Bipolar disorder is a term applied to conditions that are characterised by extreme mood swings. These swings in mood range from periods of overactive excited behaviour (known as mania) to deep depression. Some people also see or hear things that others around them don’t (known as having visual or auditory hallucinations) or have strange, unshared, beliefs (known as delusions).
Treatment of bipolar disorder usually involves medication aimed at controlling mania (lithium, antipsychotics, sodium valproate) or treating the depressive mood (antidepressants). Psychological treatments include: education (learning about the condition and how to control it); mood monitoring (learning to notice when mood is starting to change); strategies (to stop moods becoming out of control); and Cognitive Behavioural Therapy (CBT) for depression. Bipolar disorder affects about 1:100 people.
Most recently attention has been given to developing therapies which attempt to treat neurocognitive impairment (a decline in brain functioning performance, affecting: attention and concentration; executive function; information processing speed; language; visuospatial skill; psychomotor ability; learning; and memory), which is experienced by about half of those with bipolar disorder.
As neurocognitive impairment impacts on daily functioning, it seems logical that treatments that address such deficiencies would improve everyday functioning in bipolar disorder patients.
Functional remediation has been shown to be effective with schizophrenia (Wykes et al. 2011) and an open label study has suggested it might be of benefit for bipolar disorder patients (Deckersbach et al. 2010).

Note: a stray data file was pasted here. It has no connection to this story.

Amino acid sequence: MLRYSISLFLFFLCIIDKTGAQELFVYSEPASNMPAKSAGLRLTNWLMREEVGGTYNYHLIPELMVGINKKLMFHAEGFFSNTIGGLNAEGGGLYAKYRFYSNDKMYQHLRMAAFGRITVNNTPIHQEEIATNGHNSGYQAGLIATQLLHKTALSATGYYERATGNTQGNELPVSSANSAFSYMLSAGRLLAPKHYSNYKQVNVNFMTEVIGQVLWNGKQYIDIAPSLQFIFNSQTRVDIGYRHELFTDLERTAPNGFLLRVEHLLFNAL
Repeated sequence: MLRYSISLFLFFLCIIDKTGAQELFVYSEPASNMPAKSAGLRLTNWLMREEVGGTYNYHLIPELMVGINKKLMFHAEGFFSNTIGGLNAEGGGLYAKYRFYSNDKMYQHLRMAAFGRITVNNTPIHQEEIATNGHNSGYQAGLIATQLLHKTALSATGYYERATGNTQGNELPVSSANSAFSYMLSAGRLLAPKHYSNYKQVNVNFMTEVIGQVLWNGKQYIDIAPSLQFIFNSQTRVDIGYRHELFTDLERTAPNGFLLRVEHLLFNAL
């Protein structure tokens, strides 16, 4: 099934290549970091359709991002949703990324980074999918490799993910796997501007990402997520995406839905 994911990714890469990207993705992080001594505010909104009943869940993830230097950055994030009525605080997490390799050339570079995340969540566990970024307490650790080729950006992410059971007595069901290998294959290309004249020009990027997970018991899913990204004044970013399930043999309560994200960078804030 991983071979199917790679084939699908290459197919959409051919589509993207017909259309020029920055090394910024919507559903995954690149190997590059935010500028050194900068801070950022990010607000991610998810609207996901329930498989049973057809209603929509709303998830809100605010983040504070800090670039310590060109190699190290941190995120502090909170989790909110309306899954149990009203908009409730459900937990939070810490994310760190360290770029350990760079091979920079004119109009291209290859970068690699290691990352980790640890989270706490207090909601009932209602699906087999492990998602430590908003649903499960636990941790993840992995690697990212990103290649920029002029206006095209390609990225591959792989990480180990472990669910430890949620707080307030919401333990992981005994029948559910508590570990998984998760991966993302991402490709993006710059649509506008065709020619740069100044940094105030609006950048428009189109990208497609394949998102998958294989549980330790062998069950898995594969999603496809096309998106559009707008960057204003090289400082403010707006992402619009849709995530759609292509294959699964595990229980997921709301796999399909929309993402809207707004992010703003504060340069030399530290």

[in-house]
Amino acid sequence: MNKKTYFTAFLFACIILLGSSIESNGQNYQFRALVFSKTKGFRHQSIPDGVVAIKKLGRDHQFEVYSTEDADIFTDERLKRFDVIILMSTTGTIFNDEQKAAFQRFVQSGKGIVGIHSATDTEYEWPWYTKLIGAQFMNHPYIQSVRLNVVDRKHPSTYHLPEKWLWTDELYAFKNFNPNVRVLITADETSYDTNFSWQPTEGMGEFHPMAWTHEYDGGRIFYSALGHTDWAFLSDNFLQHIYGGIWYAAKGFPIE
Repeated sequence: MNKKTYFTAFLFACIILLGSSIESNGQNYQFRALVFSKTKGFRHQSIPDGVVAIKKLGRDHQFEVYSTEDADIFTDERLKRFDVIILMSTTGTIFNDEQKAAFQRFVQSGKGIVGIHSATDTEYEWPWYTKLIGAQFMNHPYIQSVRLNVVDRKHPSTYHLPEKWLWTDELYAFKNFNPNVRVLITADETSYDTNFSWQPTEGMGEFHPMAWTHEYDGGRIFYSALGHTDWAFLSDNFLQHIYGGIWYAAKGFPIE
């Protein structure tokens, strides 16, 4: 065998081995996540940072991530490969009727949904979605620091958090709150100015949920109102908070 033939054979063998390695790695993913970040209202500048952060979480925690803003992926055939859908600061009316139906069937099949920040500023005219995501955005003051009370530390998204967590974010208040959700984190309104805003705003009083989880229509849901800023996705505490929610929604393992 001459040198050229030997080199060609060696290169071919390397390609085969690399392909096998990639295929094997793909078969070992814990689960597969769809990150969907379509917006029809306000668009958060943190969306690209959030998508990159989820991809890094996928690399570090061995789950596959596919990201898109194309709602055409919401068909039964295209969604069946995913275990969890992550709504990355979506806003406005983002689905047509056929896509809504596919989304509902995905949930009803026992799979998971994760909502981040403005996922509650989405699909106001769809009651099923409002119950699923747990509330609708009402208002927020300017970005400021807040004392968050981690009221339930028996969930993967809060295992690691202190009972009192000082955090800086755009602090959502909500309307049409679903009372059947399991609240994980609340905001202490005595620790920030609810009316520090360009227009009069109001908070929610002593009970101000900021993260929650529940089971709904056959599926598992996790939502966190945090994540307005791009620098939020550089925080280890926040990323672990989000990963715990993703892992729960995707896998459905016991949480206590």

Functional remediation involves psychoeducation about cognitive dysfunctions (thinking errors) and their impact on the general functioning (life coping skills).
The findings of a Spanish multicentre (Torrent el al. 2013), randomised, rater-blind, clinical trial have recently been published. The authors attempted to demonstrate the efficacy of functional remediation on patients with bipolar disorder who were in remission.
The study compared three treatments in 239 patients with bipolar I or II disorder:
- Functional Remediation (n=77)
- Psychoeducation (n=82)
- Treatment as usual (n=80)
|Functional remediation addresses:|
|Enhancing functioning in daily routine|
Functional remediation treatment comprised a 21 weekly session intervention that addressed neurocognitive issues (see box).
Psychoeducation consisted 21 weekly sessions aimed at improving: illness awareness; treatment adherence; early detection and lifestyle regularity.
Treatment as usual patients received prescribed pharmacological treatment without any additional psychosocial therapy.
All patients were evaluated pre- and post- treatment:
- Functional assessment: using a 24-item scale for assessing disability in patients with bipolar disorder
- Clinical and sociodemographic assessment: diagnosis (DSM-IV); standard demographic data; symptom history; treatment history
- Neuropsychological assessment: Testing for (i) estimated IQ; (ii) processing speed; (iii) executive functioning; (iv) visual memory and verbal learning/memory; (v) working memory index and (vi) attention
Data were analysed using SPSS.